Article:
26. Rohilla A, Yadav S. Adverse drug reactions: an overview. Int J Pharmacol Res. 2013;3(1):10–12.

27. Beezer J, Al Hatrushi M, Kurdi A, Forsyth P. Polypharmacy definition and prevalence in heart failure: a systematic review. Heart Fail Rev. 2021;2021:1–28.

28. Shareef J, Sandeep B, Shastry C. Assessment of drug related problems in patients with cardiovascular diseases in a tertiary care teaching hospital. J Pharm Care. 2014;2012:70–76.

29. Biradar SM, Indu P, Kalyane N, et al. Impact of drug-related problems and clinical pharmacist interventions on therapeutic outcomes of the patients admitted to a tertiary care hospital. Int J Med Sci Public Health. 2017;6(5):867–873. doi:10.5455/ijmsph.2017.1164412122016

30. Abdela OA, Bhagavathula AS, Getachew H, Kelifa Y. Risk factors for developing drug-related problems in patients with cardiovascular diseases attending Gondar University Hospital, Ethiopia. J Pharm Bioallied Sci. 2016;8(4):289. doi:10.4103/0975-7406.199335

31. Gastelurrutia P, Benrimoj SI, Espejo J, Tuneu L, Mangues MA, Bayes-Genis A. Negative clinical outcomes associated with drug-related problems in heart failure (HF) outpatients: impact of a pharmacist in a multidisciplinary HF clinic. J Card Fail. 2011;17(3):217–223. doi:10.1016/j.cardfail.2010.10.009

32. Dempsey JT, Matta LS, Carter DM, et al. Assessment of drug therapy-related issues in an outpatient heart failure population and the potential impact of pharmacist-driven intervention. J Pharm Pract. 2017;30(3):318–323. doi:10.1177/0897190016641491

33. van Der Wal MH, Jaarsma T, Moser DK, Veeger NJ, van Gilst WH, van Veldhuisen DJ. Compliance in heart failure patients: the importance of knowledge and beliefs. Eur Heart J. 2006;27(4):434–440. doi:10.1093/eurheartj/ehi603

34. Gelchu T, Abdela J. Drug therapy problems among patients with cardiovascular disease admitted to the medical ward and had a follow-up at the ambulatory clinic of Hiwot fana specialized university hospital: the case of a tertiary hospital in eastern Ethiopia. SAGE Open Med. 2019;7:2050312119860401. doi:10.1177/2050312119860401

35. Gona OJ, Shambu SK, Madhan R. Frequency and nature of drug‐related problems in patients with acute coronary syndrome: role of the clinical pharmacist in coronary care practice. J Pharm Pract Res. 2021;51(1):36–42. doi:10.1002/jppr.1684

36. Hailu BY, Berhe DF, Gudina EK, Gidey K, Getachew M. Drug related problems in admitted geriatric patients: the impact of clinical pharmacist interventions. BMC Geriatr. 2020;20(1):1–8. doi:10.1186/s12877-020-1413-7

37. Hsu W-T, Shen L-J, Lee C-M. Drug-related problems vary with medication category and treatment duration in Taiwanese heart failure outpatients receiving case management. J Formo Med Assoc. 2016;115(5):335–342. doi:10.1016/j.jfma.2015.11.014

38. Wendie TF, Angamo MT. Drug-therapy problems and predictors among hospitalized heart-failure patients: a prospective observational study. Drug Healthc Patient Saf. 2020;12:281. doi:10.2147/DHPS.S268923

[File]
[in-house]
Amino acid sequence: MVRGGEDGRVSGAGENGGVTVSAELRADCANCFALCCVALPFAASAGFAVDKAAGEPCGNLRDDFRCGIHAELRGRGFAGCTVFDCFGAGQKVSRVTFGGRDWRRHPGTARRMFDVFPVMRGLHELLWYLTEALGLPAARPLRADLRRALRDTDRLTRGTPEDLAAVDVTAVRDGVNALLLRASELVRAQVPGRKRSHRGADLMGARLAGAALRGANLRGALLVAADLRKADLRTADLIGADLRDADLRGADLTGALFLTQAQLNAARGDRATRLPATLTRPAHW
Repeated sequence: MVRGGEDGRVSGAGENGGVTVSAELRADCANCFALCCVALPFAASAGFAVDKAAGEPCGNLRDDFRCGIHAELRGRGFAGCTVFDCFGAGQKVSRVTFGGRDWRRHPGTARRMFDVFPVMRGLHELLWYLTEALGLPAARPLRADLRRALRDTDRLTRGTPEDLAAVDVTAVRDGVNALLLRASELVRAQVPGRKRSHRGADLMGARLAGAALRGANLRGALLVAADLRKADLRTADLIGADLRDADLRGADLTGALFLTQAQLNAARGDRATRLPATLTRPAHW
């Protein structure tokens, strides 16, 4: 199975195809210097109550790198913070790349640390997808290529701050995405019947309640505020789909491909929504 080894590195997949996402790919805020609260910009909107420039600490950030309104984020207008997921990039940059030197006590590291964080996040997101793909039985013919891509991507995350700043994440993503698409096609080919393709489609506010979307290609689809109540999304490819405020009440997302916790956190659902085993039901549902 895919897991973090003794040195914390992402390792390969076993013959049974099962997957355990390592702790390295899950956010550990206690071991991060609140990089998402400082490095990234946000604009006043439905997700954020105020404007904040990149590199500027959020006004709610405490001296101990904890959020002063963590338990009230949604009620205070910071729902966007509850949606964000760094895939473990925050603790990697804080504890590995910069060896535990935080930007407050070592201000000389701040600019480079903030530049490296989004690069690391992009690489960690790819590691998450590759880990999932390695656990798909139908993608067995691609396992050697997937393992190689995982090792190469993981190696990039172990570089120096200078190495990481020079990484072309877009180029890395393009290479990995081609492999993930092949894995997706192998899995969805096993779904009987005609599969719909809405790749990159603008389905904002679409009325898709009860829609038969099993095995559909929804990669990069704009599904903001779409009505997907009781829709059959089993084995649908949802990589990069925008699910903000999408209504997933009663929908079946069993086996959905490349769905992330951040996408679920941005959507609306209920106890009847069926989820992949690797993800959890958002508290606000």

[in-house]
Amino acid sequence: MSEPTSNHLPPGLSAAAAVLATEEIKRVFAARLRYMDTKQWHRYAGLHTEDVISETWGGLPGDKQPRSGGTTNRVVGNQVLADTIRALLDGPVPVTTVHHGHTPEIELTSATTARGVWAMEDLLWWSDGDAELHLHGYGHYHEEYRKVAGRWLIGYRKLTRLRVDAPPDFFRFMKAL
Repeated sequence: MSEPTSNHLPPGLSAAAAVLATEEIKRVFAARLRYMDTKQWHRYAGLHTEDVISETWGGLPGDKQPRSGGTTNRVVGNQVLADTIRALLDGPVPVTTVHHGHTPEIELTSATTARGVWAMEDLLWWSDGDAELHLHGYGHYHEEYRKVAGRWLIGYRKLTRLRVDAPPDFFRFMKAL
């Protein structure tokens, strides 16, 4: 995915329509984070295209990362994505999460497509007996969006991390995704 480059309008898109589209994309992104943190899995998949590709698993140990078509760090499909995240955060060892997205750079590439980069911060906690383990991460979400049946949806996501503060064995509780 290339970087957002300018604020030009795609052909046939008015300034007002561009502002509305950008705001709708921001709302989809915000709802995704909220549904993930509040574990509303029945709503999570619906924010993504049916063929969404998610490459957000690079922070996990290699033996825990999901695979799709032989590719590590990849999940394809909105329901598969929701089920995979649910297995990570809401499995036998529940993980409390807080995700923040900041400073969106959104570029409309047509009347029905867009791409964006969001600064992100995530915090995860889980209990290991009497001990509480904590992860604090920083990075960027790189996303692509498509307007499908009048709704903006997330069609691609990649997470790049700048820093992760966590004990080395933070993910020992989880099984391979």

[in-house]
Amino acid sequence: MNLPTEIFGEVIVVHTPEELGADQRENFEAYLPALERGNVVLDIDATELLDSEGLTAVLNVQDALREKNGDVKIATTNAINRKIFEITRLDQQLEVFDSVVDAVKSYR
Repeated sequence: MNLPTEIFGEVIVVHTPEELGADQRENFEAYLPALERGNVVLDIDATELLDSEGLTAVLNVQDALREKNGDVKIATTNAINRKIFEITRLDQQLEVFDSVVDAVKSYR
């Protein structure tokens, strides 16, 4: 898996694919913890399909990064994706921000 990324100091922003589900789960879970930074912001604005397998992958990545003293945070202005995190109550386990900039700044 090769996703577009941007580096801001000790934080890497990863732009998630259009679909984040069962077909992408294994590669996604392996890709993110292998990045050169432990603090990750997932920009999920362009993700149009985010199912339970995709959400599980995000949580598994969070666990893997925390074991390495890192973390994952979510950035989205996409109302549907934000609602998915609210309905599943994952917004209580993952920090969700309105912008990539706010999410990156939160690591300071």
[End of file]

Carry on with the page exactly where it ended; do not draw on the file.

39. Murtaza G, Khan MYG, Azhar S, Khan SA, Khan TM. Assessment of potential drug–drug interactions and its associated factors in the hospitalized cardiac patients. Saudi Pharm J. 2016;24(2):220–225. doi:10.1016/j.jsps.2015.03.009

40. Sharma S, Chhetri HP, Alam K. A study of potential drug-drug interactions among hospitalized cardiac patients in a teaching hospital in Western Nepal. Indian J Pharmacol. 2014;46(2):152. doi:10.4103/0253-7613.129303

41. Wright S, Verouhis D, Gamble G, Swedberg K, Sharpe N, Doughty R. Factors influencing the length of hospital stay of patients with heart failure. Eur J Heart Fail. 2003;5(2):201–209. doi:10.1016/S1388-9842(02)00201-5

42. Urbina O, Ferrández O, Luque S, et al. Patient risk factors for developing a drug-related problem in a cardiology ward. Ther Clin Risk Manag. 2015;11:9. doi:10.2147/TCRM.S71749

43. Sewagegn N, Fekadu S, Chanie T. Adherence to self-care behaviours and knowledge on treatment among heart failure patients in Ethiopia: the case of a tertiary teaching hospital. J Pharm Care Health Sys. 2015;10:2376–2419.

44. Mateti U, Rajakannan T, Nekkanti H, Rajesh V, Mallaysamy S, Ramachandran P. Drug-drug interactions in hospitalized cardiac patients. J Young Pharm. 2011;3(4):329–333. doi:10.4103/0975-1483.90246

45. Mohammed S, Poudel S, Laloo F, Madhur A, Robert R, Mathew B. Assessment of drug-related problems in a tertiary care teaching hospital, India. Asian J Pharm Clin Res. 2017;10(2):310–313. doi:10.22159/ajpcr.2017.v10i2.15678

46. Garedow AW, Mulisa Bobasa E, Desalegn Wolide A, et al. Drug-related problems and associated factors among patients admitted with chronic kidney Disease at Jimma University Medical Center, Jimma Zone, Jimma, Southwest Ethiopia: a hospital-based prospective observational study. Int J Nephrol. 2019;2019:1–9. doi:10.1155/2019/1504371

47. Tigabu BM, Daba D, Habte B. Drug-related problems among medical ward patients in Jimma university specialized hospital, Southwest Ethiopia. J Res Pharm Pract. 2014;3(1):1. doi:10.4103/2279-042X.132702

48. Babelghaith SD, Wajid S, Alrabiah Z, et al. Drug-related problems and pharmacist intervention at a general hospital in the Jazan Region, Saudi Arabia. Risk Manag Healthc Policy. 2020;13:373. doi:10.2147/RMHP.S247686

49. Gökçekuş L, Mestrovic A, Basgut B. Pharmacist intervention in drug-related problems for patients with cardiovascular diseases in selected community pharmacies in Northern Cyprus. Trop J Pharm Res. 2016;15(10):2275–2281. doi:10.4314/tjpr.v15i10.29

Creative Commons License © 2023 The Author(s). This work is published and licensed by Dove Medical Press Limited. The full terms of this license are available at https://www.dovepress.com/terms.php and incorporate the Creative Commons Attribution - Non Commercial (unported, v3.0) License. By accessing the work you hereby accept the Terms. Non-commercial uses of the work are permitted without any further permission from Dove Medical Press Limited, provided the work is properly attributed. For permission for commercial use of this work, please see paragraphs 4.2 and 5 of our Terms.